Standards for Concussion Clinics

Individuals with suspected concussion should be assessed by a qualified practitioner able to make a diagnostic decision (i.e., physician, nurse practitioner, or neuropsychologist).
Concussion clinics should provide patients with comprehensive post-concussion care, including the following core functions and services: (1) diagnosis and medical treatment decisions; (2) physical treatment; (3) cognitive, function, and emotional support; (4) coordination of care; and, (5) education.
Post-concussion care and concussion clinics should have direct and ongoing access to a physician with experience in concussion management.
Concussion clinic teams should clearly define each other’s roles and professional scopes of practice.
Individuals with concussion should have access to: (1) diagnostic assessment; (2) education, resources, and follow-up; and, (3) therapies and interventions once symptoms are deemed persistent.
Concussion clinics should follow practices and use treatments that are evidence-based and/or recommended by provincial, national, or international guidelines or consensus statements.
Health care providers and concussion clinics should provide patients and family/caregiver(s) with information about concussion, trajectory of recovery, resources, health care provider experience, services offered, and referrals available.
Primary care practitioners and concussion clinic teams should follow referral indicators to refer patients to appropriate specialists, services, and allied professionals.
Every patient diagnosed with concussion should receive follow-up (usually from their primary care provider) within 1-2 weeks.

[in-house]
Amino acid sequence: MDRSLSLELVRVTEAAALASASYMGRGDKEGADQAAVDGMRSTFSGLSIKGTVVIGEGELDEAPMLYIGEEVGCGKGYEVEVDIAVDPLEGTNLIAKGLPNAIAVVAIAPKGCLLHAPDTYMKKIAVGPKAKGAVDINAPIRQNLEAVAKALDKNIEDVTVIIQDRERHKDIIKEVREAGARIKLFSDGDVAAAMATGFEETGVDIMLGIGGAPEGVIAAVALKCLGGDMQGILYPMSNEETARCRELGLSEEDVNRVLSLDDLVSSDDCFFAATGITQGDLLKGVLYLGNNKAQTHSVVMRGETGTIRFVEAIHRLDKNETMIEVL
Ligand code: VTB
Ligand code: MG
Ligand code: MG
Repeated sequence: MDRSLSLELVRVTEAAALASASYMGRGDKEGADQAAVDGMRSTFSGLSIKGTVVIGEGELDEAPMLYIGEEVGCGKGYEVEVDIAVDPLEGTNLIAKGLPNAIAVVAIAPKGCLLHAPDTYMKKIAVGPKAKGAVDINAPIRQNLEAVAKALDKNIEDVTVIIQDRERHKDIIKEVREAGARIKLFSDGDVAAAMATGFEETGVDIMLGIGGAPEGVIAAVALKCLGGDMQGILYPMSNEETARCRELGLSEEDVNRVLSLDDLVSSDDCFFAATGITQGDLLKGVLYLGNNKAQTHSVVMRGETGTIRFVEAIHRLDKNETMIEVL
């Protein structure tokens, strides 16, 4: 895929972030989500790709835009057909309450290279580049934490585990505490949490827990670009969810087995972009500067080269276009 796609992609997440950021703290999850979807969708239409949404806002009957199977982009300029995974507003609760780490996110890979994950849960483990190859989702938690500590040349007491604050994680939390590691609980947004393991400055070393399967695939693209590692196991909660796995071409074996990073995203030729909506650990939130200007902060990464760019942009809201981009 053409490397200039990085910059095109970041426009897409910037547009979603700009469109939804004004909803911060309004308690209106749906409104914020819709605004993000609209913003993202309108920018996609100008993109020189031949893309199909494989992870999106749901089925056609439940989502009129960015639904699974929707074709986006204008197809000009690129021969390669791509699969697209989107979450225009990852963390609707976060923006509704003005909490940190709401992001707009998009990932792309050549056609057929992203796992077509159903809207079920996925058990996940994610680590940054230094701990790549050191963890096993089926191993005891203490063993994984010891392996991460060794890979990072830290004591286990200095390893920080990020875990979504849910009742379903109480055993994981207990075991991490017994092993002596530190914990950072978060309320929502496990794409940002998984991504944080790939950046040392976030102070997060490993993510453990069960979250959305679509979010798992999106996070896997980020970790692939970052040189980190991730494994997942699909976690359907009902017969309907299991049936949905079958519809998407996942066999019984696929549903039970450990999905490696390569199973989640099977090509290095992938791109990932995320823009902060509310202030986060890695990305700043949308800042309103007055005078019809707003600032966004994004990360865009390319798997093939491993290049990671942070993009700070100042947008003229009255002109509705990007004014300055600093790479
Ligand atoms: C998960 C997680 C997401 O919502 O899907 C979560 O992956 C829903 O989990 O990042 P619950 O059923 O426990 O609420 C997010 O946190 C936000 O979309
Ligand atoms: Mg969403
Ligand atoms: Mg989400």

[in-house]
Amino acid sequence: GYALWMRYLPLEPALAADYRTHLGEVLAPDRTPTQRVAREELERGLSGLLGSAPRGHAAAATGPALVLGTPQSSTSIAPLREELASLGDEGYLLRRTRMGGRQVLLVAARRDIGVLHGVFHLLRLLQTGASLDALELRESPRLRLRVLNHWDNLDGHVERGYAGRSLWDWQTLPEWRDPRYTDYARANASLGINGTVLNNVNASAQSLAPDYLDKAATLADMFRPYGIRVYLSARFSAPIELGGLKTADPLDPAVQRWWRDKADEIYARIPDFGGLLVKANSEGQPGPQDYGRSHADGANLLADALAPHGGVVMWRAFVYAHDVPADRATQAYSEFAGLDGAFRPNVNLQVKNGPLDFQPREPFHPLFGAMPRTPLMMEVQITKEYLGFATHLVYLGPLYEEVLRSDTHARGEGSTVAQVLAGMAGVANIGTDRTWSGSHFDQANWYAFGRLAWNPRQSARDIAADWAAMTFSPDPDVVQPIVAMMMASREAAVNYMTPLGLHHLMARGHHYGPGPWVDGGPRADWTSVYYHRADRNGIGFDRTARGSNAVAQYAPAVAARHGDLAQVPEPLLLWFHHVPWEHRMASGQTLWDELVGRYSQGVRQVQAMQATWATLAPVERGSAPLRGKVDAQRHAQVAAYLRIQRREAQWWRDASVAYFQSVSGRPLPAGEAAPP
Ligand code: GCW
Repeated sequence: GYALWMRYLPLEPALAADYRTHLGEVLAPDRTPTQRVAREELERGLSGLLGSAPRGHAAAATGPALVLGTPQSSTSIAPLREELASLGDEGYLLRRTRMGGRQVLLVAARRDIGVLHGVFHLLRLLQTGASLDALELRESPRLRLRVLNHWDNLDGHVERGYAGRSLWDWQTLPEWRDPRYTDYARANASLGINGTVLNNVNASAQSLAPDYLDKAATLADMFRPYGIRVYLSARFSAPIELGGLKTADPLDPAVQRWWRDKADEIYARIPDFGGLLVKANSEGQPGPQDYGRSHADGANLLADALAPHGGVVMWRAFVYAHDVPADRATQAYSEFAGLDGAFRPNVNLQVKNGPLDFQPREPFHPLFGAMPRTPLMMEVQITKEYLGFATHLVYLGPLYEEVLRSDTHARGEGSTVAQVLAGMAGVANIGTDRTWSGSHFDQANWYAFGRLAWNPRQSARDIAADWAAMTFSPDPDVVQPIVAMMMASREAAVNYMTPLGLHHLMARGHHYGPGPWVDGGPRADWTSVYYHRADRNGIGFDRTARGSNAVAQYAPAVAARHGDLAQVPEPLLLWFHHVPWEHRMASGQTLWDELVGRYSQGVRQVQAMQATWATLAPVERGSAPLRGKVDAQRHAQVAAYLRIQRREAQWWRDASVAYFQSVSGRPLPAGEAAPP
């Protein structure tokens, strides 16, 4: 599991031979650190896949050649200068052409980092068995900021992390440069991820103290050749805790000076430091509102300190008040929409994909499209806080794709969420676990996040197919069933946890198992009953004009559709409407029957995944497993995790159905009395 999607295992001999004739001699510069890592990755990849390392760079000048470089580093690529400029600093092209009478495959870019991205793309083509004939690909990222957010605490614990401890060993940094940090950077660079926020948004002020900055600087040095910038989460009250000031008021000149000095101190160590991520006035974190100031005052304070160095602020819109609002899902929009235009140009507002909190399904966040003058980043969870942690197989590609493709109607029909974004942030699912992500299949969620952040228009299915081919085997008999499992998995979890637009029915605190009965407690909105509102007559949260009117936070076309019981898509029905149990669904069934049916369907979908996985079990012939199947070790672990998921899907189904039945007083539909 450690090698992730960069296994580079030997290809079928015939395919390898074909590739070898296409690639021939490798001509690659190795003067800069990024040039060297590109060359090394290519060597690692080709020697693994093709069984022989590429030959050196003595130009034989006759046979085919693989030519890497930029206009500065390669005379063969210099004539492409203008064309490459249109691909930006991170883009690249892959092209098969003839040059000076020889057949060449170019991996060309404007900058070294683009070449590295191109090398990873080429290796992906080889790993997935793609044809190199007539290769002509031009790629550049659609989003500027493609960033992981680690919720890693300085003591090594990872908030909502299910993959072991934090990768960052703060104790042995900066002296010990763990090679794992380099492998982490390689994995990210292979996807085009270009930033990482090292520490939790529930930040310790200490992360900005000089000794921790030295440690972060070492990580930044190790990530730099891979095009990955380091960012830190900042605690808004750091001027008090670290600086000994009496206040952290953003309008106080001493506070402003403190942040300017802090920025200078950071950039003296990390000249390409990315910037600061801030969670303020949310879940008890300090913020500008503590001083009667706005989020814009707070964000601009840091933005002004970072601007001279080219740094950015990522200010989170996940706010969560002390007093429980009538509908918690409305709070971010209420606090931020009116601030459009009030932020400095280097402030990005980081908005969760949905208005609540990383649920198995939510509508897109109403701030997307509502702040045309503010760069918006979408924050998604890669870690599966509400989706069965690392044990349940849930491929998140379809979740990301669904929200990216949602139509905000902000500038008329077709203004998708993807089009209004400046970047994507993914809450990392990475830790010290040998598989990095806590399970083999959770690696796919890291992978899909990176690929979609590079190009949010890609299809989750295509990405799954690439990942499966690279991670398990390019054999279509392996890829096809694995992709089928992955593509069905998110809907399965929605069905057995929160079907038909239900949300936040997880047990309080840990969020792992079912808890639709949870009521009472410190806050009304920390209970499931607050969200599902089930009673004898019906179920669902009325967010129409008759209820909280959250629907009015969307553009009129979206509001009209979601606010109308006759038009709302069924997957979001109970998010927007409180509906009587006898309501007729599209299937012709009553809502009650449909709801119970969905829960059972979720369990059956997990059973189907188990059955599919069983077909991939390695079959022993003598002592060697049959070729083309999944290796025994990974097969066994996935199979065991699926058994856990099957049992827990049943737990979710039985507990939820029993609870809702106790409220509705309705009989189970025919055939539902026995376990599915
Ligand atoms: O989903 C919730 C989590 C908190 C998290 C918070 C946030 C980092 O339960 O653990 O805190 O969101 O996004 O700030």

Post-concussion care delivered through a network of providers rather than a clinic should have a clear care pathway that is convenient for and responsive to the patient, and offered collaboratively by qualified and experienced health professionals (including a physician).
A person treating patients for concussion symptoms should be a regulated health care professional, licensed by a regulatory body under the regulated health professions act.
Concussion clinics should have clear internal and external communication mechanisms to improve coordination of care.
Concussion clinics should offer an interdisciplinary team with at least three (3) different health care provider disciplines when providing post-concussion care.
A concussion clinic or network of providers should track access to service, use suggested reporting and common data elements, and collect patient-level clinical, demographic, and administrative data.
Concussion clinics should be clear with patients about their ability to provide the full spectrum of care from initial management to longer term management of persistent symptoms (if required).